Ablative surgery and deep brain stimulation for Parkinson's disease

Philip A. Starr, Jerrold L. Vitek, Roy A.E. Bakay

Research output: Contribution to journalReview articlepeer-review

183 Scopus citations

Abstract

SURGICAL OPTIONS FOR Parkinson's disease (PD) are rapidly expanding and include ablative procedures, deep brain stimulation, and cell transplantation. The target nuclei for ablative surgery and deep brain stimulation are the motor thalamus, the globus pallidus, and the subthalamic nucleus. Multiple factors have led to the resurgence of interest in the surgical treatment of PD: 1) recognition that long-term medical therapy for PD is often unsatisfactory, with patients eventually suffering from drug- induced dyskinesias, motor fluctuations, and variable responses to medication; 2) greater understanding of the pathophysiology of PD, providing a better scientific rationale for some previously developed procedures and suggesting new targets; and 3) use of improved techniques, such as computed tomography- and magnetic resonance imaging-guided stereotaxy and single-unit microelectrode recording, making surgical intervention in the basal ganglia more precise. We review the present status of ablative surgery and deep brain stimulation for PD, including theoretical aspects, surgical techniques, and clinical results.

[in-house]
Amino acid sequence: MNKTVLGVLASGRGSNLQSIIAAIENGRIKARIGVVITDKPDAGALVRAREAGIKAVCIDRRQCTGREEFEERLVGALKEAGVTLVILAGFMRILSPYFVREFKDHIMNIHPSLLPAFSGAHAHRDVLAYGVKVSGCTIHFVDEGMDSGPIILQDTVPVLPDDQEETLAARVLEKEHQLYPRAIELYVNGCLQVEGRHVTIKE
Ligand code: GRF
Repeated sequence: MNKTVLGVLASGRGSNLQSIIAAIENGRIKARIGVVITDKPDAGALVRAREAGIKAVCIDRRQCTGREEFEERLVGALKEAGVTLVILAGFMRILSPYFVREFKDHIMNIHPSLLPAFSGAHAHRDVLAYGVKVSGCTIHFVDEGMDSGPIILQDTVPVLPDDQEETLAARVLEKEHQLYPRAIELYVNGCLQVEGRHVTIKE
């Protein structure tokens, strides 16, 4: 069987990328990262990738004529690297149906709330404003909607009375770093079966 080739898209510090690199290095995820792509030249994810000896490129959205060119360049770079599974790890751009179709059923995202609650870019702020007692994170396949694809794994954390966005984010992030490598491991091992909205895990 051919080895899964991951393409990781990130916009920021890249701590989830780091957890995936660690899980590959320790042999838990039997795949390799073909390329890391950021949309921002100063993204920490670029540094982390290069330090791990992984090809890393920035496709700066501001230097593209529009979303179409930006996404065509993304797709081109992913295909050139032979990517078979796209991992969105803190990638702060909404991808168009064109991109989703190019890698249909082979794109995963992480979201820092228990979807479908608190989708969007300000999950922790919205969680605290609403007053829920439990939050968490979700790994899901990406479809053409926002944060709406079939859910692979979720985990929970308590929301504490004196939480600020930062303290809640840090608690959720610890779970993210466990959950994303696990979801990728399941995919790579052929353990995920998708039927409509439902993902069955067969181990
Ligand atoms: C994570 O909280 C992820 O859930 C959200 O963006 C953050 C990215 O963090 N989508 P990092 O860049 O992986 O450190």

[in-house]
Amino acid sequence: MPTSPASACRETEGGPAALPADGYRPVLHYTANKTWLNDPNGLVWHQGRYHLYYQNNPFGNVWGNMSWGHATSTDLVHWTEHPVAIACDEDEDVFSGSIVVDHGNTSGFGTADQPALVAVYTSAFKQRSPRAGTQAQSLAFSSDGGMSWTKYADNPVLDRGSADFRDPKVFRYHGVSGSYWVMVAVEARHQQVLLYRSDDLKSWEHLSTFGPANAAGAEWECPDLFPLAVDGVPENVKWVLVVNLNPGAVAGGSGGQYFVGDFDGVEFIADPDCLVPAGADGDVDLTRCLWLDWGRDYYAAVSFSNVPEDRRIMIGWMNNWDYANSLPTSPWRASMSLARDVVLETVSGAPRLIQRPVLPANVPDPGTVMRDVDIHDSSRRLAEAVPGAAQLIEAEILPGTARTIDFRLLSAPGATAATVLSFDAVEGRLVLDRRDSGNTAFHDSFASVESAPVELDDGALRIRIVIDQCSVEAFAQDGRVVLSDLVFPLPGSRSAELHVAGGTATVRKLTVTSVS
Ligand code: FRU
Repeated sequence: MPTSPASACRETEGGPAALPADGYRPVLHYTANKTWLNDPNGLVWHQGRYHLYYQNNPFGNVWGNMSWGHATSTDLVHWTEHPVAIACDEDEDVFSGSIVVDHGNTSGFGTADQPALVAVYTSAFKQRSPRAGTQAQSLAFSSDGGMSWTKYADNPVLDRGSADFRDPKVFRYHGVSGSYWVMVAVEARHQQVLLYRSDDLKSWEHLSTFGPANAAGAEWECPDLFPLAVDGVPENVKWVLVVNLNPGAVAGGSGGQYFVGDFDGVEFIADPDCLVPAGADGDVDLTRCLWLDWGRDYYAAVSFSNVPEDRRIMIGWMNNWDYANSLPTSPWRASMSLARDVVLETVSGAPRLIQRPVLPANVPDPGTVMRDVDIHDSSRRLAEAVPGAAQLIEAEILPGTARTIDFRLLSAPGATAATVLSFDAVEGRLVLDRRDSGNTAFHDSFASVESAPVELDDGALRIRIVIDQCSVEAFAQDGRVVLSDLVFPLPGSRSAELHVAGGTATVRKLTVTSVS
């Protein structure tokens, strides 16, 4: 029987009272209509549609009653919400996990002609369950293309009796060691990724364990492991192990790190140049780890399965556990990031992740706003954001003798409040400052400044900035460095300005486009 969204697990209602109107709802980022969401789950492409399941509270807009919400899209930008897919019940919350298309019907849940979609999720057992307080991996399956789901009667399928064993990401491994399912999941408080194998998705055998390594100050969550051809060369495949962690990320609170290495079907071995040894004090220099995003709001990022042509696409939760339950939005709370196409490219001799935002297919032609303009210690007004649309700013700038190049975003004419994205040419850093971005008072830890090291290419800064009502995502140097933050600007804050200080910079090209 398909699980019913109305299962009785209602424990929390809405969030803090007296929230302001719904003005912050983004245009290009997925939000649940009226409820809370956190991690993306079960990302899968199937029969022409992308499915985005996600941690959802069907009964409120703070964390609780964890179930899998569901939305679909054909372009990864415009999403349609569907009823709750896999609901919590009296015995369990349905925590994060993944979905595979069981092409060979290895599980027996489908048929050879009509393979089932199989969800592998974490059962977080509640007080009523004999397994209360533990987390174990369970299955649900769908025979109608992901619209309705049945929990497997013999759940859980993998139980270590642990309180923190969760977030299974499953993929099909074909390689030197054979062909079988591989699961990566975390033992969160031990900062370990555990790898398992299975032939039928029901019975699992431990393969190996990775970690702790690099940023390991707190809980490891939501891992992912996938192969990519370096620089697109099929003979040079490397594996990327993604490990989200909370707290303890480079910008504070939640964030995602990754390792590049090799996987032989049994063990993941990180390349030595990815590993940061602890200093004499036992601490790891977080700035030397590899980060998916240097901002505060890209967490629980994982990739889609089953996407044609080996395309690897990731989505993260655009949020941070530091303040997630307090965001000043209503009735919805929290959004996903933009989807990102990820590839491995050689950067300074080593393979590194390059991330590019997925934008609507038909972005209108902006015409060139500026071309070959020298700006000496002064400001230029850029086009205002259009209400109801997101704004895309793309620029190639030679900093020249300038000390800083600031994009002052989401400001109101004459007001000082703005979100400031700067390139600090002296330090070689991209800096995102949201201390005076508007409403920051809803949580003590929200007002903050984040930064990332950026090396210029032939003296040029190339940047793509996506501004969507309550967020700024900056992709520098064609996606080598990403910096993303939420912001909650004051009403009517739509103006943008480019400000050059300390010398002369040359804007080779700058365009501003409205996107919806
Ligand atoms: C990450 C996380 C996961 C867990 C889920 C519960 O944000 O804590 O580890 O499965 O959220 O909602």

Original languageEnglish (US)
Pages (from-to)989-1013
Number of pages25
JournalNeurosurgery
Volume43
Issue number5
DOIs
StatePublished - Nov 1 1998

Keywords

  • Basal ganglia
  • Electrical stimulation therapy
  • Globus pallidus
  • Parkinson's disease
  • Stereotactic techniques
  • Thalamus

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